As for the nonparametric part, , we adopt the framework of Section 10.1 of van de Geer (2000) for penalized least squares estimation. We extend Theorem 10.2 of van de Geer (2000) to obtain the asymptotic behavior of (see Lemma 2 of the supplemental document and Theorem 2), taking into account the effect of estimation error of . Let the class of functions to which belongs be . We suppose that is a cone. Under van de Geer’s framework, the general form of the estimate of is


where , , is a pseudo-norm on . The is known as the smoothing parameter.

As an illustration, we provide the convergence rate of for if a penalized smoothing spline is used (see Corollary 1). This requires an additional orthogonality argument for the application of Theorem 2. We will write as when .

Below are the assumptions needed for our theoretical results.

Assumption 1 (Error structure).

and for . Also, are uniformly sub-Gaussian; that is, there exist and such that

Assumption 2 (Parameter space).

is a totally bounded -dimensional Euclidean space. That is, there exists an such that for all .

Assumption 3 (Function class ).

  1. There exists a such that for all .

  2. is twice continuously differentiable with respect to in a neighborhood of . and are continuous with respect to over this neighborhood.

  3. and are bounded uniformly over a neighborhood of .

Assumption 4 (Convergence of design).

  1. .

  2. Elements of are , where

    are the second derivative of evaluated at and that of respectively.

  3. Euclidean norm of the first derivative of evaluated at , , is .

Assumption 5 (Identification).

is strictly positive definite.

Assumption 6 (Discrepancy function).

  1. is bounded.

  2. .

  3. There exist and such that , for all and , where

    and is the -entropy of for the -metric (Definition 2.1 of van de Geer, 2000).

  4. .

The two main theorems and a corollary now follow. Their proofs can be found in Section S3 of the supplemental document.

Theorem 1 (Rates of convergence of and ).

Suppose that Assumptions 1-5 and 6(a) hold. We have and .

Theorem 2 (Rate of convergence of ).

Suppose that Assumptions 1-6 hold. Moreover, assume that .

  1. If and , we have .

  2. If and for all , we have

Corollary 1 (Penalized smoothing spline).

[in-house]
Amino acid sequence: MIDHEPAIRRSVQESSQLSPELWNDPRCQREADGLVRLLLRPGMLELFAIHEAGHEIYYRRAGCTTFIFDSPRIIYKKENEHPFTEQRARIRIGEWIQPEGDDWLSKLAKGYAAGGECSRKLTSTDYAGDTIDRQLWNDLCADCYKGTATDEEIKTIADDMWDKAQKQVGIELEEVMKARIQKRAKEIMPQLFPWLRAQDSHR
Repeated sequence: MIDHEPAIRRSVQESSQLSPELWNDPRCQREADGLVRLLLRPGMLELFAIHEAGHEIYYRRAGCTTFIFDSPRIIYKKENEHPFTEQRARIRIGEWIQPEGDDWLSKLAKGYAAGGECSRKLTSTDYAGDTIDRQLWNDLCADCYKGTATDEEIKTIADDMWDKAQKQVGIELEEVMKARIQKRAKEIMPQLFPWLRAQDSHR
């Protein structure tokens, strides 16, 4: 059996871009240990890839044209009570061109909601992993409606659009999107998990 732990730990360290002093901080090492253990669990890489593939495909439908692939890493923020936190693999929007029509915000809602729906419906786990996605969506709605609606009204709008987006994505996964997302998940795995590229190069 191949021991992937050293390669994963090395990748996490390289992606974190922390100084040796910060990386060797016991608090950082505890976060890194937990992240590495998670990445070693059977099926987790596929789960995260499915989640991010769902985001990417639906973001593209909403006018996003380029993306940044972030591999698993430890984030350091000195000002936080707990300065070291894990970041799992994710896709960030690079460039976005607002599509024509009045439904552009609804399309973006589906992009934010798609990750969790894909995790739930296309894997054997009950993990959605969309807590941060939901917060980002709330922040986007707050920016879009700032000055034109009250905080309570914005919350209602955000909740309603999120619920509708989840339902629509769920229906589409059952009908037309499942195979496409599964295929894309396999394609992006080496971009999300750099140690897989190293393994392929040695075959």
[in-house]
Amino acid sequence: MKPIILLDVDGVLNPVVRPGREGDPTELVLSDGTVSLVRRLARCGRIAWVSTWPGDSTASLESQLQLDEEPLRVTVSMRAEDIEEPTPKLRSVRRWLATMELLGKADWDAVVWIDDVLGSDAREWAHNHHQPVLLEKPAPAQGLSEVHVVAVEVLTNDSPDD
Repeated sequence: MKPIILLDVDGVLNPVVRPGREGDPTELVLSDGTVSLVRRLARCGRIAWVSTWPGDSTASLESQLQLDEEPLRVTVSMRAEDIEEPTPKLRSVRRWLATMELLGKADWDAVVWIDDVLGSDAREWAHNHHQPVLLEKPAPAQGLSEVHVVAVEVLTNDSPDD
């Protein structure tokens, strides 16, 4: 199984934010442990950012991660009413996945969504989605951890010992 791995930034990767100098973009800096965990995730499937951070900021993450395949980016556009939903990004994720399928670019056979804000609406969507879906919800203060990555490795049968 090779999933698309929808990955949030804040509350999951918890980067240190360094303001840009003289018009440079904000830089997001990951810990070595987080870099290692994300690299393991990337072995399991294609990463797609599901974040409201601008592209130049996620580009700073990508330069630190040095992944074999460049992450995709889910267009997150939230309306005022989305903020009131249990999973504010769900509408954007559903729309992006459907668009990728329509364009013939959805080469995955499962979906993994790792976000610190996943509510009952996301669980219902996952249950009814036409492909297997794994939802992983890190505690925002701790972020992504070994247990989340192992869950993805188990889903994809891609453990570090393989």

Assume , , and . And is given in (5) with . Suppose the conditions of Theorem 1 hold and . Let where for . Further, assume that the smallest eigenvalue of is bounded away from 0.

  1. If , , we have .

  2. If , we have

5 Application to a Computational Fluid Dynamics Model

In this section, the proposed approach is applied to a computational fluid dynamics (CFD) model of a bubbling fluidized bed (Lane et al., 2014). The experimental apparatus used to produce the field data used here is the the Carbon Capture Unit (C2U) housed at National Energy Technology Laboratory. The C2U unit is a bench-top carbon capture system, designed to mimic a post-combustion capture device that could be applied at a coal fired power plant. Section S1 of the supplemental document provides an illustration of the C2U system. A gas mixture (i.e., flue gas) flows through the bottom of the adsorber pictured on the right of the figure shown in Section S1 of the supplemental document and into the bed of solid sorbent, resulting in fluidization of the sorbent. At low temperature (C), CO will chemically bond to the solid sorbent and be effectively lifted out of the gas mixture. The solid sorbent would then circulate out of the adsorber, be stripped of CO, and flow back into the adsorber. However, in this example, the goal was to isolate the fluid dynamics of the bubbling fluidized bed, and thus there is only nitrogen gas flowing through the solid sorbent material in the bed (i.e., no CO adsorption is taking place). These data were collected as part of Department of Energy’s (DOE’s) Carbon Capture Simulation Initiative (CCSI) (Miller et al., 2014). The open source CFD code Multiphase Flow with Interphase eXchanges (MFIX) (Benyahia et al., 2012) was used as the simulator of the bubbling fluidized bed. The experimental setup and the MFIX model used to simulate it are fully documented in Lai et al. (2014). Below, only an abridged description of the data is provided.

The variables involved in the experimental data are the input variables flow rate (, FRate) and bed temperature (, Temp), and the output variable () is the pressure drop at location P3820 (i.e., the pressure drop across the bubbling fluidized bed). The pressure drop output is the time averaged value of the pressure drop once it was oscillating in steady state. The P3820 pressure drop was measured on the physical C2U system at a design of 44 distinct input settings. A total of 60 MFIX simulation cases were also designed and run for the purpose of emulator estimation. Both data sets are available online at the journal website. The MFIX model parameters involved in the calibration for this case were Res-PP (): the particle-particle coefficient of restitution, Res-PW (): the particle-wall coefficient of restitution, FricAng-PP (): the particle-particle friction angle, FricAng-PW (): the particle-wall friction angle, PBVF (): Packed bed void fraction, and Part-Size (): the effective particle diameter of the sorbent material. The allowable ranges of the model parameters were chosen to be the same as those devised in Lai et al. (2014), mostly from literature review.